The latter part of the statement on the website "For short stay visits (less than 90 days within a period of 180 days), the visitors are exempted from obtaining a valid Schengen visa." is simply not true, as normal Australian visitors/tourists automatically receive a Schengen visa, although they may never realise that. In fact, the Schengen visa they are given is the reason they are allowed to stay 90 days.

The author of the private website is getting confused, and they are certainly mistaken. It would have been true a long time ago that an Australian could arrive and use the visa waiver agreement to get 90 days and then get an (automatic) Schengen visa for another 90 days, but since the agreement was rescinded, you can only stay for 90 days in Spain (with an automatic Schengen visa) in 180 days. To stay longer you'd need a another different visa.

It's generally better to check with officialdom, rather than using private websites. The link I gave you shows that there is visa waiver agreements in place with some countries, but Spain is not listed. The Spanish Embassy in Canberra does not include it in the list of possible visas either.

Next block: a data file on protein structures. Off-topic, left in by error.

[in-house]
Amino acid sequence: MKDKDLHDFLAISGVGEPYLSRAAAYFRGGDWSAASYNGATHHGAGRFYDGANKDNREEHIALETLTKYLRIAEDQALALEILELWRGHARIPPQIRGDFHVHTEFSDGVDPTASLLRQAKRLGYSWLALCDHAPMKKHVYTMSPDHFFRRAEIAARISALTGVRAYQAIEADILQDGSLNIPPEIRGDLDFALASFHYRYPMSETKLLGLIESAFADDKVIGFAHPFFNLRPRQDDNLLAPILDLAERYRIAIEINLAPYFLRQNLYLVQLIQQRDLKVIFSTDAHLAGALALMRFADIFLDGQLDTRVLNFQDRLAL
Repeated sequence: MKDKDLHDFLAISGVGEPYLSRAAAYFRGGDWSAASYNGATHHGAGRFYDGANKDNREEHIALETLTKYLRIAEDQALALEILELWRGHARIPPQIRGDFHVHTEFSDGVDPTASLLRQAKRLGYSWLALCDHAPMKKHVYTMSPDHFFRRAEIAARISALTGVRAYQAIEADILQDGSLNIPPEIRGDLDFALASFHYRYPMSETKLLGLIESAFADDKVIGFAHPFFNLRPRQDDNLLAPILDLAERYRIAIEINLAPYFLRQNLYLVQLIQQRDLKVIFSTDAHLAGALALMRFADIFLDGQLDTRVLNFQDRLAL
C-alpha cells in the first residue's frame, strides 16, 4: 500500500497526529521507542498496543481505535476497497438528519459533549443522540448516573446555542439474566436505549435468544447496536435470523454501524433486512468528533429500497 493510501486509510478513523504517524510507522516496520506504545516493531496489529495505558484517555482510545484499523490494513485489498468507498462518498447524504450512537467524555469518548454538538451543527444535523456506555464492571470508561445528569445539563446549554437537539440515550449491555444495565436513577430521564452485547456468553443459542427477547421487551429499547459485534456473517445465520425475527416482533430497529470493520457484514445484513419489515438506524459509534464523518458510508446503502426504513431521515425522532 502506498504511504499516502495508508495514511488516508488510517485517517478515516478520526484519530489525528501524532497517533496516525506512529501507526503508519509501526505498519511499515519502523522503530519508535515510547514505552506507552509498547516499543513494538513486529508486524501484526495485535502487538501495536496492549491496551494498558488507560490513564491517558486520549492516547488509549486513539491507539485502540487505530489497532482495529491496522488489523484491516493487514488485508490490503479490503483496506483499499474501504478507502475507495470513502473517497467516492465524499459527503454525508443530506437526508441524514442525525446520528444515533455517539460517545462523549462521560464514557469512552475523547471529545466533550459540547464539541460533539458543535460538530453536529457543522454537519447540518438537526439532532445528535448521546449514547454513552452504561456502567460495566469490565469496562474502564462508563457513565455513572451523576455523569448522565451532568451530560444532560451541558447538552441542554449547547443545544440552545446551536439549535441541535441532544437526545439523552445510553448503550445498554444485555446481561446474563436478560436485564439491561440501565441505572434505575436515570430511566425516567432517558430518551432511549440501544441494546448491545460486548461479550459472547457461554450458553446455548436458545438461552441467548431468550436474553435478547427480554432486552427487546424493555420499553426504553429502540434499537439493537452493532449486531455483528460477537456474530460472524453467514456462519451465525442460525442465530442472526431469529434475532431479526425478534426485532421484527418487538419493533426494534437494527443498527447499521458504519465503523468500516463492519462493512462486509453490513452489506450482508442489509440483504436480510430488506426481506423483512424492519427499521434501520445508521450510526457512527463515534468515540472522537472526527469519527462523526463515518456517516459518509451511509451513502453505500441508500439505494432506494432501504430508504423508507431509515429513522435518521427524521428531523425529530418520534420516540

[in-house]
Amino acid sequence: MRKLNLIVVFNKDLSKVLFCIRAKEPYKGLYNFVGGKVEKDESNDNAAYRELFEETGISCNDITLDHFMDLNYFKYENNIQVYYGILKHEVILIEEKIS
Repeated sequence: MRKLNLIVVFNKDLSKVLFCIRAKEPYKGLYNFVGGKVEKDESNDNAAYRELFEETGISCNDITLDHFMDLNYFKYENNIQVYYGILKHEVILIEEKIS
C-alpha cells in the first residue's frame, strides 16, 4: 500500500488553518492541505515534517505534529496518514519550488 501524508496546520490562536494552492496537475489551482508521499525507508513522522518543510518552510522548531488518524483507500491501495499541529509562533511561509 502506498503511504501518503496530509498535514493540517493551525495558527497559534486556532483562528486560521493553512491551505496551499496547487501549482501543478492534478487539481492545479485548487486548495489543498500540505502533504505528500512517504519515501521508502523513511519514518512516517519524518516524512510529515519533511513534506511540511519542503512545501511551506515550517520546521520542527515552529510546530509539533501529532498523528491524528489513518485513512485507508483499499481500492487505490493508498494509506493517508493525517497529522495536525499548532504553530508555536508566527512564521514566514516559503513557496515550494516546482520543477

The upshot is however, that you can just arrive on an Aus passport and stay in Spain for 90 days with no visa application - you get a 90 day Schengen visa when you arrive. There is no visa agreement with Spain anymore to extend that period to 180 days.
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Last edited by kaju; 26th January 2020 at 08:27 AM.
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  #63 (permalink)